Making the pocket a part is still a good approach, but I’d suggest having the pocket be off-stage until it’s discovered, at which point you have

now the pocket is part of the lab coat;

If you want to be really sneaky, you can have the pocket conceal the ticket until the player examines the pocket, or searches the pocket or the coat.

That way the player can’t successfully refer to the ticket in any command without first performing one of these three actions, even if they know or suspect that it’s there:

Rule for deciding the concealed possessions of the pocket when the pocket encloses the particular possession:
	if we are examining, decide no; [examining *the pocket* doesn't work here, since although action name is known at this point in parsing, the full action is still in the process of being constructed and the noun is unspecified]
	if we have examined the pocket,decide no;
	decide yes.
Instead of searching the coat, try examining the pocket.
Instead of searching the pocket, try examining the pocket.

With this in place, anything in the pocket is concealed exactly as if it weren’t there until the player has performed one of the specified actions- thereafter anything found or put in the pocket can be accessed as normal.

We can also ensure that inventory always includes any contents of the pocket once the ticket has been revealed:

Last carry out taking inventory when the player encloses the coat and the pocket conceals nothing (this is the list contents of the pocket rule):
	say "The coat pocket contains:[line break]" (A);
	list the contents of the pocket, with newlines, indented, including contents,
		giving inventory information, with extra indentation.
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That’s a good point @drpeterbatesuk .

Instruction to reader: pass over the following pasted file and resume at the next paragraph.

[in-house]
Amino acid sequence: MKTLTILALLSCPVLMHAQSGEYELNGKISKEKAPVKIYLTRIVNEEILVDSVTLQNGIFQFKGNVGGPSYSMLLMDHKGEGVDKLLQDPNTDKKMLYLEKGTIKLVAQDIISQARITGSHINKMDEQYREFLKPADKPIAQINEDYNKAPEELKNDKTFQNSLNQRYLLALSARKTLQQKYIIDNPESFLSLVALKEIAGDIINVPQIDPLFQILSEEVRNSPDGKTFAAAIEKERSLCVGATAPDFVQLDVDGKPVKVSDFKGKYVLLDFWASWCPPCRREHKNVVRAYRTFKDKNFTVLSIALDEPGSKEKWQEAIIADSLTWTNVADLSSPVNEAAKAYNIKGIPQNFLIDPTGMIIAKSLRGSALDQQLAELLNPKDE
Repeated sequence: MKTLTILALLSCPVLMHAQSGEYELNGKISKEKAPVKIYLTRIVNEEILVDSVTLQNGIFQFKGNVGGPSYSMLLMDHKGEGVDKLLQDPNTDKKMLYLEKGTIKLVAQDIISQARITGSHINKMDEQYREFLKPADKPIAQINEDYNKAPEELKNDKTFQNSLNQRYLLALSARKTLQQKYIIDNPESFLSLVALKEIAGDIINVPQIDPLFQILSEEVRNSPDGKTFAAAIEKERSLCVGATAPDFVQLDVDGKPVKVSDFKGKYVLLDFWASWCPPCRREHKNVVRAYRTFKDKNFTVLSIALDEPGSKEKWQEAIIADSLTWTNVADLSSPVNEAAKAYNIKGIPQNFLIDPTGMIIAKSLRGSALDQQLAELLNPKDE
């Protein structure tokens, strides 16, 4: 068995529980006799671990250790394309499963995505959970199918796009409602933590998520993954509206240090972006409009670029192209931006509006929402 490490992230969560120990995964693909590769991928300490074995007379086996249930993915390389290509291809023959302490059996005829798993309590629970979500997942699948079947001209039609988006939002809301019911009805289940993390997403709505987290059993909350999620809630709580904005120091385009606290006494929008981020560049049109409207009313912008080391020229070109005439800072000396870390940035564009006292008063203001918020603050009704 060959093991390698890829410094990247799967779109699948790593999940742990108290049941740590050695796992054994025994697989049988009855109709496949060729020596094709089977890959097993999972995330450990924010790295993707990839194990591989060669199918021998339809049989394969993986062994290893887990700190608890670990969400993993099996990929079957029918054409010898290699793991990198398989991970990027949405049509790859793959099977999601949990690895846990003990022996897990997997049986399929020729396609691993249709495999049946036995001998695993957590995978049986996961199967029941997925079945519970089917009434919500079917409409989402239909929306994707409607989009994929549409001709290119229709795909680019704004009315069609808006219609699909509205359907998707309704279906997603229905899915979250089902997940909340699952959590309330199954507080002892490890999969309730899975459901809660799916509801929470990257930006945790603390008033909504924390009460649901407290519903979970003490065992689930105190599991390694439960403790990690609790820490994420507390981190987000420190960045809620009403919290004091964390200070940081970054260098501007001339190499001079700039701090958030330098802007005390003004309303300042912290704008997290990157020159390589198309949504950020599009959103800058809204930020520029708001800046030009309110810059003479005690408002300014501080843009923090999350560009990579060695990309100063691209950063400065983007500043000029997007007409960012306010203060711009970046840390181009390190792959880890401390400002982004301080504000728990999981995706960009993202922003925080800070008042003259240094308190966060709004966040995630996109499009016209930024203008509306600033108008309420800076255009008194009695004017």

I suspect I have this issue elsewhere but I will add this for sure and plan to do better in future.

Inform does make it genuinely difficult to hide things in situ in a watertight manner.

I think the concealment relation was intended to hide things from the player ‘as if they weren’t even there’ but, as you obliquely suggest, if the player is somehow able to take direct or indirect possession of a concealed item it will show up in inventory. This is perhaps the only way a concealed item differs from one removed from play in it’s degree of ‘hiddenness’. It’s easy to tweak the inventory listing rule so that it doesn’t list concealed things (and, by extension, their contents):

The print empty inventory rule is not listed in any rulebook.
The print standard inventory rule is not listed in any rulebook.
Carry out taking inventory (this is the hide indirectly held concealed things inventory rule):
	if the player has a described not scenery thing:
		say "[We] [are] carrying:[line break]" (A);
[Setting the 'not listing concealed items' option for the list writer will (paradoxically) not suppress DIRECTLY held concealed items (and, by extension their contents) - although it will suppress directly held undescribed and scenery items. We use the possession relation ('has') to exclude thing incorporated by the player]